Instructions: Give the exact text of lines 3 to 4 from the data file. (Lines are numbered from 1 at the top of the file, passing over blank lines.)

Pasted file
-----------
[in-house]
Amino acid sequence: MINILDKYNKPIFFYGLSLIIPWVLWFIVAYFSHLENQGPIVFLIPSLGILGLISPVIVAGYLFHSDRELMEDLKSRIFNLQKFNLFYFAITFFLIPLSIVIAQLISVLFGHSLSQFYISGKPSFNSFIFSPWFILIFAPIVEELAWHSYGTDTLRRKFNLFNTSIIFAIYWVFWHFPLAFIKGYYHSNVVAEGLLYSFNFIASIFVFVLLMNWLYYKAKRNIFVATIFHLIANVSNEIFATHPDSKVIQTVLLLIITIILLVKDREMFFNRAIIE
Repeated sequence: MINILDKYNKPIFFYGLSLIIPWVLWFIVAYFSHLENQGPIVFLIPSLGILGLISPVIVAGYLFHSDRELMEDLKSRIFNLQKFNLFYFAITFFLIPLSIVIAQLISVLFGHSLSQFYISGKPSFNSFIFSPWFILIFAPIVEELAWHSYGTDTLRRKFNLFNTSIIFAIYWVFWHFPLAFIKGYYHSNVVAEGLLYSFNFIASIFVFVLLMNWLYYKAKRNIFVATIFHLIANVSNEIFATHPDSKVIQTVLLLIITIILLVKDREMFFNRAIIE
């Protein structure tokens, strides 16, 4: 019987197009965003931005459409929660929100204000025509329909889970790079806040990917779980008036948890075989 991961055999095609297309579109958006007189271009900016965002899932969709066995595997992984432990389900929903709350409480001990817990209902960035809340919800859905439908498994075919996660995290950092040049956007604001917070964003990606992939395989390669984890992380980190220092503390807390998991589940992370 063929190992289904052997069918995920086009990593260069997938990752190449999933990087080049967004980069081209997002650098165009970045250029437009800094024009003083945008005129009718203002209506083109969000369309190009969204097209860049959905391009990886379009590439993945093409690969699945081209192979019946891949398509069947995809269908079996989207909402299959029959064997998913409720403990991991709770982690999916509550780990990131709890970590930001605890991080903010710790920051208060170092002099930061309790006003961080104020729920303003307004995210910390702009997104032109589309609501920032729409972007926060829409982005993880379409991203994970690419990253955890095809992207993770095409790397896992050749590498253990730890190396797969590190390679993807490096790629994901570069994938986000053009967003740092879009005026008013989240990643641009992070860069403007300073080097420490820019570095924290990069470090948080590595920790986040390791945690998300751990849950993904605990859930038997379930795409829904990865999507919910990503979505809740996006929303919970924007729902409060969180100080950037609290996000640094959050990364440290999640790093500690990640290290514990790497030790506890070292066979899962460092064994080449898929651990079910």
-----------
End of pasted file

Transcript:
Repeated sequence: MINILDKYNKPIFFYGLSLIIPWVLWFIVAYFSHLENQGPIVFLIPSLGILGLISPVIVAGYLFHSDRELMEDLKSRIFNLQKFNLFYFAITFFLIPLSIVIAQLISVLFGHSLSQFYISGKPSFNSFIFSPWFILIFAPIVEELAWHSYGTDTLRRKFNLFNTSIIFAIYWVFWHFPLAFIKGYYHSNVVAEGLLYSFNFIASIFVFVLLMNWLYYKAKRNIFVATIFHLIANVSNEIFATHPDSKVIQTVLLLIITIILLVKDREMFFNRAIIE
């Protein structure tokens, strides 16, 4: 019987197009965003931005459409929660929100204000025509329909889970790079806040990917779980008036948890075989 991961055999095609297309579109958006007189271009900016965002899932969709066995595997992984432990389900929903709350409480001990817990209902960035809340919800859905439908498994075919996660995290950092040049956007604001917070964003990606992939395989390669984890992380980190220092503390807390998991589940992370 063929190992289904052997069918995920086009990593260069997938990752190449999933990087080049967004980069081209997002650098165009970045250029437009800094024009003083945008005129009718203002209506083109969000369309190009969204097209860049959905391009990886379009590439993945093409690969699945081209192979019946891949398509069947995809269908079996989207909402299959029959064997998913409720403990991991709770982690999916509550780990990131709890970590930001605890991080903010710790920051208060170092002099930061309790006003961080104020729920303003307004995210910390702009997104032109589309609501920032729409972007926060829409982005993880379409991203994970690419990253955890095809992207993770095409790397896992050749590498253990730890190396797969590190390679993807490096790629994901570069994938986000053009967003740092879009005026008013989240990643641009992070860069403007300073080097420490820019570095924290990069470090948080590595920790986040390791945690998300751990849950993904605990859930038997379930795409829904990865999507919910990503979505809740996006929303919970924007729902409060969180100080950037609290996000640094959050990364440290999640790093500690990640290290514990790497030790506890070292066979899962460092064994080449898929651990079910």